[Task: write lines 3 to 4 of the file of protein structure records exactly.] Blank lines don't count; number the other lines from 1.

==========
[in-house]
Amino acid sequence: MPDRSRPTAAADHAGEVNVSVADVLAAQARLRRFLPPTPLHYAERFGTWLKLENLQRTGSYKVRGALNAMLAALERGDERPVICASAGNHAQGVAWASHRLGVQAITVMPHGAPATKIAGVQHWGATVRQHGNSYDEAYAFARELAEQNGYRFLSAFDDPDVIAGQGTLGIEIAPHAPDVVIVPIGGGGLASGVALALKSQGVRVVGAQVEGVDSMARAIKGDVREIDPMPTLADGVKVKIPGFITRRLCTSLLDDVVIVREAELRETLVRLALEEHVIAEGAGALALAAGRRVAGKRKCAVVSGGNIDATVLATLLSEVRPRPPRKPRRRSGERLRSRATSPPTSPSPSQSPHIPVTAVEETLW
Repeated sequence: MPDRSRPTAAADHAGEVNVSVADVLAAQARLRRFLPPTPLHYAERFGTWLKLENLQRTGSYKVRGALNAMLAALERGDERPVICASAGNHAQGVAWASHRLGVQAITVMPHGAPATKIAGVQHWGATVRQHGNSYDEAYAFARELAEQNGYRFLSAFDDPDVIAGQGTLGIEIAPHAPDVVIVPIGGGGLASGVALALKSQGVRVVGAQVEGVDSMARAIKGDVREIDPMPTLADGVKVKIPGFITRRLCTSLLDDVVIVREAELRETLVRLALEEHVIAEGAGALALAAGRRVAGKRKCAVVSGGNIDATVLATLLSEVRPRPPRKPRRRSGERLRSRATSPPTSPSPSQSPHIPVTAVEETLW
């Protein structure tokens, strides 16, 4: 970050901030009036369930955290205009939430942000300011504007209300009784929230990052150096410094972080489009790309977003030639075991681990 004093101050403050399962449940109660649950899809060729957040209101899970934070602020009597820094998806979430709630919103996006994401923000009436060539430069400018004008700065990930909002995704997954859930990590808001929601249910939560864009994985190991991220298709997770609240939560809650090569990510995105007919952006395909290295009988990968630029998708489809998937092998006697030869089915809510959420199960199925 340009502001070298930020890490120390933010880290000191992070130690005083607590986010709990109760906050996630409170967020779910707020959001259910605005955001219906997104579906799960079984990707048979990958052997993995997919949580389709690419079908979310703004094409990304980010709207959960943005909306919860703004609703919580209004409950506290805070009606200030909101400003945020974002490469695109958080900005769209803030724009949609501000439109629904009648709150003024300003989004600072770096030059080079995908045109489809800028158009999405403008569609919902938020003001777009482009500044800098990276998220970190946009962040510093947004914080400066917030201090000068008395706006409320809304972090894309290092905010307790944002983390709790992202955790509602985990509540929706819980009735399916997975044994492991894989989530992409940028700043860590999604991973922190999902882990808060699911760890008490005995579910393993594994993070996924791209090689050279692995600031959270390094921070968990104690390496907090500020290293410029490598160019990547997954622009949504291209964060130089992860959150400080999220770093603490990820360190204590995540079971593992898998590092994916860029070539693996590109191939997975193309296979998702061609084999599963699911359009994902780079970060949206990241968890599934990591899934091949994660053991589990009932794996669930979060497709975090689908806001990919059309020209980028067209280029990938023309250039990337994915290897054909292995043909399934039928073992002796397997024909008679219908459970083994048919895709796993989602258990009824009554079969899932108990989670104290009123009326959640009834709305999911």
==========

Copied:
Repeated sequence: MPDRSRPTAAADHAGEVNVSVADVLAAQARLRRFLPPTPLHYAERFGTWLKLENLQRTGSYKVRGALNAMLAALERGDERPVICASAGNHAQGVAWASHRLGVQAITVMPHGAPATKIAGVQHWGATVRQHGNSYDEAYAFARELAEQNGYRFLSAFDDPDVIAGQGTLGIEIAPHAPDVVIVPIGGGGLASGVALALKSQGVRVVGAQVEGVDSMARAIKGDVREIDPMPTLADGVKVKIPGFITRRLCTSLLDDVVIVREAELRETLVRLALEEHVIAEGAGALALAAGRRVAGKRKCAVVSGGNIDATVLATLLSEVRPRPPRKPRRRSGERLRSRATSPPTSPSPSQSPHIPVTAVEETLW
């Protein structure tokens, strides 16, 4: 970050901030009036369930955290205009939430942000300011504007209300009784929230990052150096410094972080489009790309977003030639075991681990 004093101050403050399962449940109660649950899809060729957040209101899970934070602020009597820094998806979430709630919103996006994401923000009436060539430069400018004008700065990930909002995704997954859930990590808001929601249910939560864009994985190991991220298709997770609240939560809650090569990510995105007919952006395909290295009988990968630029998708489809998937092998006697030869089915809510959420199960199925 340009502001070298930020890490120390933010880290000191992070130690005083607590986010709990109760906050996630409170967020779910707020959001259910605005955001219906997104579906799960079984990707048979990958052997993995997919949580389709690419079908979310703004094409990304980010709207959960943005909306919860703004609703919580209004409950506290805070009606200030909101400003945020974002490469695109958080900005769209803030724009949609501000439109629904009648709150003024300003989004600072770096030059080079995908045109489809800028158009999405403008569609919902938020003001777009482009500044800098990276998220970190946009962040510093947004914080400066917030201090000068008395706006409320809304972090894309290092905010307790944002983390709790992202955790509602985990509540929706819980009735399916997975044994492991894989989530992409940028700043860590999604991973922190999902882990808060699911760890008490005995579910393993594994993070996924791209090689050279692995600031959270390094921070968990104690390496907090500020290293410029490598160019990547997954622009949504291209964060130089992860959150400080999220770093603490990820360190204590995540079971593992898998590092994916860029070539693996590109191939997975193309296979998702061609084999599963699911359009994902780079970060949206990241968890599934990591899934091949994660053991589990009932794996669930979060497709975090689908806001990919059309020209980028067209280029990938023309250039990337994915290897054909292995043909399934039928073992002796397997024909008679219908459970083994048919895709796993989602258990009824009554079969899932108990989670104290009123009326959640009834709305999911």